There are some bright spots for Detroit, despite the gloom of my post thus far. Cabrera was excellent last year, blasting 37 homers and coming into his own at first base. At 26, he should continue to develop as one of the game's best offensive players. Curtis Granderson overcame a hand injury and contributed a great all-around season and should also continue his ascent. And 20-year-old Rick Porcello, who's never pitched above Hi-A, may have won himself a rotation spot this spring. The Tigers have to be super-careful to ensure they don't screw with this kid, who's been compared to Josh Beckett since he was 15. I'd be very excited to see someone that young come up and dominate, though.

Here's the 1,000-pound gorilla in the room with the Tigers: it's possible this franchise will lose the most money of all teams potentially affected by the bad economy. It's no secret the Detroit area is in rough shape, and the Tigers have reportedly seen a drop in season ticket sales from 27,000 to 15,000 this winter. It's been hypothesized that Dombrowski will be selling off their best players should the team stumble out of the gate, and that even had Bill Simmons dreaming on a recent podcast of seeing Cabrera in a Red Sox uniform. What everyone is forgetting is that Mike Ilitch, who owns both the Tigers and Red Wings, is filthy rich. If needed, I'm sure he'll tap into his reserves to make sure the Tigers don't have to trade away their most valuable pieces. The one guy I could definitely see them moving is Magglio Ordonez, who will be owed $18 million in 2009 if he plays a full season this year.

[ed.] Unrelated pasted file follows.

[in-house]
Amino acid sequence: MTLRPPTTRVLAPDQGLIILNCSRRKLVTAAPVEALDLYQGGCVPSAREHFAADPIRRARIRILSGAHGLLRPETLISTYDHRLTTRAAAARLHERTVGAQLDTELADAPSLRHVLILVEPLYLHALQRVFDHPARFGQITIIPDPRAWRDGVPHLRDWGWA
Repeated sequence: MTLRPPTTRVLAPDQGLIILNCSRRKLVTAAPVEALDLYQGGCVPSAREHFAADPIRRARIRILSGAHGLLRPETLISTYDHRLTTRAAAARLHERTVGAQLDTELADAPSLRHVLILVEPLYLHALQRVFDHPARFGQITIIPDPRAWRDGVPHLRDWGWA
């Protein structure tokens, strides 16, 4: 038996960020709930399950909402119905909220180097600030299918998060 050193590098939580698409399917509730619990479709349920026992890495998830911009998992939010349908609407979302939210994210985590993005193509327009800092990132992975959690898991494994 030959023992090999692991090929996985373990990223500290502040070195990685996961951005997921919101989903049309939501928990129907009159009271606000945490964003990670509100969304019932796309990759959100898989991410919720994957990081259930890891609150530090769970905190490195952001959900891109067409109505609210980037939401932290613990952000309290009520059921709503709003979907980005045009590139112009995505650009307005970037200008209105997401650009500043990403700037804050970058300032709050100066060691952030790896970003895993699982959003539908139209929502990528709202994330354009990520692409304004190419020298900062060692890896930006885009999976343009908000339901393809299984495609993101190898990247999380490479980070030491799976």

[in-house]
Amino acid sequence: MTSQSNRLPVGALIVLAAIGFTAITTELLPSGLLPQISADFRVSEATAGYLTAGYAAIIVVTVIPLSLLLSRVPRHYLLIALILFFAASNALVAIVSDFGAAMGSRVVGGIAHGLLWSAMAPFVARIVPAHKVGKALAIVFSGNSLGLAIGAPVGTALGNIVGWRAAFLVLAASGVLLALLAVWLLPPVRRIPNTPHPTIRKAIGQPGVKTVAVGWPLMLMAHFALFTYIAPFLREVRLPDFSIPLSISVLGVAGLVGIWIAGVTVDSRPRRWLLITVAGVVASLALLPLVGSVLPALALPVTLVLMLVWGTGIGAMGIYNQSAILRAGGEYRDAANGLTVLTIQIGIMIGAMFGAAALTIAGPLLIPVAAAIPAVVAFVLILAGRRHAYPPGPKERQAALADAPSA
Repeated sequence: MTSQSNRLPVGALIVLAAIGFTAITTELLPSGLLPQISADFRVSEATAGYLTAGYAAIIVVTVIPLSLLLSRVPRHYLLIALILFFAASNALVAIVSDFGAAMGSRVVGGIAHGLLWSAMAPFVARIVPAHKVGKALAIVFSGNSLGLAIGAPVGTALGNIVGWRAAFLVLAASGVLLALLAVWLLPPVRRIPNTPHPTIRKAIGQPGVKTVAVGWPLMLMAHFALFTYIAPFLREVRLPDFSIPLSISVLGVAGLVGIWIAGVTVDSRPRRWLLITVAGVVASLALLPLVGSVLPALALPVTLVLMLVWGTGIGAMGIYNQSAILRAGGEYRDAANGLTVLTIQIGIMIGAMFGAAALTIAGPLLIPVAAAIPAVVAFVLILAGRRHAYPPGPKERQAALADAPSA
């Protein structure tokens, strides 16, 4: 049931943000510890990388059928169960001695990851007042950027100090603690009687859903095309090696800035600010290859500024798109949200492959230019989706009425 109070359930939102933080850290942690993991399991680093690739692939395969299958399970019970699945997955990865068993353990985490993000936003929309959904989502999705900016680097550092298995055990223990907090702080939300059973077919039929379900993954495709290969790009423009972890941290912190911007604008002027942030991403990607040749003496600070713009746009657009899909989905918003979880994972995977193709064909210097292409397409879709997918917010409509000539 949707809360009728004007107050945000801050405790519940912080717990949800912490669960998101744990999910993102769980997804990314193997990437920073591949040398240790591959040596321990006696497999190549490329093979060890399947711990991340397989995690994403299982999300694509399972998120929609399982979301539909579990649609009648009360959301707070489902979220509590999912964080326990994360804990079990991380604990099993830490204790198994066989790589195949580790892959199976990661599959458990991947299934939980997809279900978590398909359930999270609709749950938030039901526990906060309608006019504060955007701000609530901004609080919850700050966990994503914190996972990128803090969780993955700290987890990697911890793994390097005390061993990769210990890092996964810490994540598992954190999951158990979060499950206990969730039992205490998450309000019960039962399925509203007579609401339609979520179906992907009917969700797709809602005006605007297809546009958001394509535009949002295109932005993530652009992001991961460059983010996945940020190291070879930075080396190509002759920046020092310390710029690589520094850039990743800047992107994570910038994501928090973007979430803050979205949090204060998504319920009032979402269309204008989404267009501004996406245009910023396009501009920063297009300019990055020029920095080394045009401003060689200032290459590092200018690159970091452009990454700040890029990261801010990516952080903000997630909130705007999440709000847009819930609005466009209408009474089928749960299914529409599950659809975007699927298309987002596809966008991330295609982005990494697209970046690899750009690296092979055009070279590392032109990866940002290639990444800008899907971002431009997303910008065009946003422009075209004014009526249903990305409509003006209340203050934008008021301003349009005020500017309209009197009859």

The economy aside, the Tigers will struggle in 2009. For all their promise after going to the World Series in 2006, Dombrowski has done a poor job keeping the contender together. Jim Leyland has no contract for 2010, and if the Tigers falter, he's likely to be gone before the season ends.

Prediction: 5th place.

KANSAS CITY - Manager: Trey Hillman
For the first time ever I'll be writing more than three paragraphs about the Kansas City Royals and their upcoming season! I don't think any Royals fans read my blog, but in case they do I assume they will be happy. The Royals are being hyped as this year's Rays, and while I expect them to get out of the cellar and perhaps even finish above .500, I don't think they'll be ready to punch their tickets for October just yet.